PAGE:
mol2 = mol_toolkit.Mol.from_smiles('CCCCC')
smirks_atom_lists = [[(0,1)], [(0,1), (1,2)]]
graph = ClusterGraph([mol1, mol2], smirks_atom_lists)
# '[#6AH2X4x0r0+0,#6AH3X4x0r0+0:1]-;!@[#6AH2X4x0r0+0:2]'

The idea with ClusterGraph objects is that they store all possible decorator information for each atom. In this case the SMIRKS indexed atoms for propane (mol1) are one of the terminal and the middle carbons. In pentane (mol2) however atom1 can be a terminal or middle of the chain carbon atom. This changes the number of hydrogen atoms (Hn decorator) on the carbon, thus there are two possible SMIRKS patterns for atom :1 #6AH2X4x0r0+0 or (indicated by the ",") #6AH3X4x0r0+0. But, atom :2 only has one possibility #6AH2X4x0r0+0.


The goal of this tool was to create an example of how you could create a SMIRKS pattern from a molecule and set of atom indices. While this isn't ultimately useful in sampling chemical perception as they only work for a single molecule, however it is a tool that did not exist to the best of the authors knowledge before. For a detailed example see the single_mol_smirks jupyter notebook.

Here is a brief usage example for creating the SMIRKS pattern for the bond between the two carbon atoms in ethene including atoms one bond away from the indexed atoms. The indexed atoms are the two carbon atoms at indices 0 and 1 in the molecule are assigned to SMIRKS indices :1 and :2 respectively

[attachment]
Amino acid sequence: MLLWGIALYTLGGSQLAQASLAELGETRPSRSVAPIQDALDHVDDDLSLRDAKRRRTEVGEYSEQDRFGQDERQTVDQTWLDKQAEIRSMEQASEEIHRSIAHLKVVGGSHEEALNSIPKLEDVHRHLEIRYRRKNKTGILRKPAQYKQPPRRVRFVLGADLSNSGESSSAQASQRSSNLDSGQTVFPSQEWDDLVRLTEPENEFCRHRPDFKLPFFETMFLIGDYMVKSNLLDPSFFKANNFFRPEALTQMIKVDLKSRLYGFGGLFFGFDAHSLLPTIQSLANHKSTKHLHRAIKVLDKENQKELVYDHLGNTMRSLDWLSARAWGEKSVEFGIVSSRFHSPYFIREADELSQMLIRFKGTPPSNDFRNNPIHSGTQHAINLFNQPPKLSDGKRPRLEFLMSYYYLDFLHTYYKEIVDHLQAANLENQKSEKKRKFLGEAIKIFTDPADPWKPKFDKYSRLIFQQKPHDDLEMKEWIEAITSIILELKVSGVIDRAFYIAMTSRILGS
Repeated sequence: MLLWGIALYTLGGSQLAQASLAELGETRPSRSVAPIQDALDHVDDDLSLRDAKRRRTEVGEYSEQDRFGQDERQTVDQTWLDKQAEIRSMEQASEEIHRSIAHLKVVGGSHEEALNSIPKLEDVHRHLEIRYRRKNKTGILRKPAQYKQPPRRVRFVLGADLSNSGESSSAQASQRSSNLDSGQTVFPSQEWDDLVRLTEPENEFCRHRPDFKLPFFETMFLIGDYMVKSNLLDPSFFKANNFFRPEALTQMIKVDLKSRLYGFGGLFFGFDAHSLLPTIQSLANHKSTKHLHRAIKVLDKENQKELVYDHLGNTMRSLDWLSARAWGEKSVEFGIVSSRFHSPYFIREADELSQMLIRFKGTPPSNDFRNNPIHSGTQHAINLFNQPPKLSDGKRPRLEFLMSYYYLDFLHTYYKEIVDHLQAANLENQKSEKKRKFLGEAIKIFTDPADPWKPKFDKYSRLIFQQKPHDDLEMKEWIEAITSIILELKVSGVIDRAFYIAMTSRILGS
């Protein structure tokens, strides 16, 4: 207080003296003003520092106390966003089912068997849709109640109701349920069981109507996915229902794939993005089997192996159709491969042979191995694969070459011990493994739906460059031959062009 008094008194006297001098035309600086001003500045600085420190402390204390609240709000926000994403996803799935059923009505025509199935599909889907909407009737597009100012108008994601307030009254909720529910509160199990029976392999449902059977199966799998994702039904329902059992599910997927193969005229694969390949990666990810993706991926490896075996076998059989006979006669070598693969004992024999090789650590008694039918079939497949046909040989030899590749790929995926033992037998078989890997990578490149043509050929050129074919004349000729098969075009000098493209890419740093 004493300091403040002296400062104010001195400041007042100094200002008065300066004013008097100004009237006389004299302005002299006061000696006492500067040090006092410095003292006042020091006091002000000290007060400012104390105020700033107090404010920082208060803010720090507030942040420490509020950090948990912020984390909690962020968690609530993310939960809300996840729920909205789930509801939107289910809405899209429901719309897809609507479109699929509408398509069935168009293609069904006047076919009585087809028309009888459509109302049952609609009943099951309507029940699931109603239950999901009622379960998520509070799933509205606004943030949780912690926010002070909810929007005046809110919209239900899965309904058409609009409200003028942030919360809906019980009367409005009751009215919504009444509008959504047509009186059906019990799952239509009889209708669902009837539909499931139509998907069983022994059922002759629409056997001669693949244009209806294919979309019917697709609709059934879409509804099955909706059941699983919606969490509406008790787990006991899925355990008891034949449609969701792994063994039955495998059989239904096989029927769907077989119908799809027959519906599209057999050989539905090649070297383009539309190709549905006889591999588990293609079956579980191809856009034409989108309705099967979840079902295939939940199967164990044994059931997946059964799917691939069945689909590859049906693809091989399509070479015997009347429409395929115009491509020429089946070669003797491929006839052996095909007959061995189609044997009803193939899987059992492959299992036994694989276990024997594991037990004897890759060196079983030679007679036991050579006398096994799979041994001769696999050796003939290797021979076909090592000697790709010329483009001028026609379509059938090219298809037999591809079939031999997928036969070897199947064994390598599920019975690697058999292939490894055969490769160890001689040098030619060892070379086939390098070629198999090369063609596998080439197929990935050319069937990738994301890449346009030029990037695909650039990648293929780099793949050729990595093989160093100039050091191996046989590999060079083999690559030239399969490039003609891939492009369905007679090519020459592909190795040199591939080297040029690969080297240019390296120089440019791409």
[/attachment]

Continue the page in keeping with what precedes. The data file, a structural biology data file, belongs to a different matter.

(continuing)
from chemper.mol_toolkits import mol_toolkit
from chemper.graphs.single_graph import  SingleGraph

mol = mol_toolkit.Mol.from_smiles('C=C') # note this adds explicit hydrogens to your molecule
smirks_atoms = (0,1)
graph = SingleGraph(mol, smirks_atoms, layers=1)
# [#6AH2X3x0r0+0:1](-!@[#1AH0X1x0r0+0])(-!@[#1AH0X1x0r0+0])=!@[#6AH2X3x0r0+0:2](-!@[#1AH0X1x0r0+0])-!@[#1AH0X1x0r0+0]


As noted above, we seek to keep chemper independent of the underlying cheminformatics toolkits. mol_toolkits was created to keep all code dependent on the toolkit isolated. It can create molecules from an RDK or OE molecule object or from a SMILES string. It includes a variety of functions for extracting information about atoms, bonds, and molecules. Also included here are subsearchs using indexed SMARTS (or SMIRKS) patterns.


0.1.0 Alpha Release

This is a first release of the Alpha testing version of chemper. As you can follow in the issue tracker there are still on going problems to resolve. This first release will allow for reference to the concepts and algorithms included here for automated chemical perception. However, the API is still in flux and nothing should be considered permanent at this time.

Version 1.0.0

This release matches the work published in our preprint. While the code is stable and there are tests showing how it should work the science it represents is still in the early stages and big changes to the algorithms and API should be expected in future releases.

Version 1.0.1

This release includes non-behavior-breaking changes to support distribution on Python 3.10.



CCB is funded by a fellowship from The Molecular Sciences Software Institute under NSF grant ACI-1547580.


  1. D.L. Mobley et al. JCTC, 2018, 14(11), pp 6076-6092. (JCTC or bioRxiv)
  2. C. Zanette and C.C. Bannan et al. JCTC 2019 15(1), pp 402-423. (JCTC or ChemRxiv)
  3. C.C. Bannan and D.L. Mobley ChemRxiv 2019 doi:10.26434/chemrxiv.8304578.v1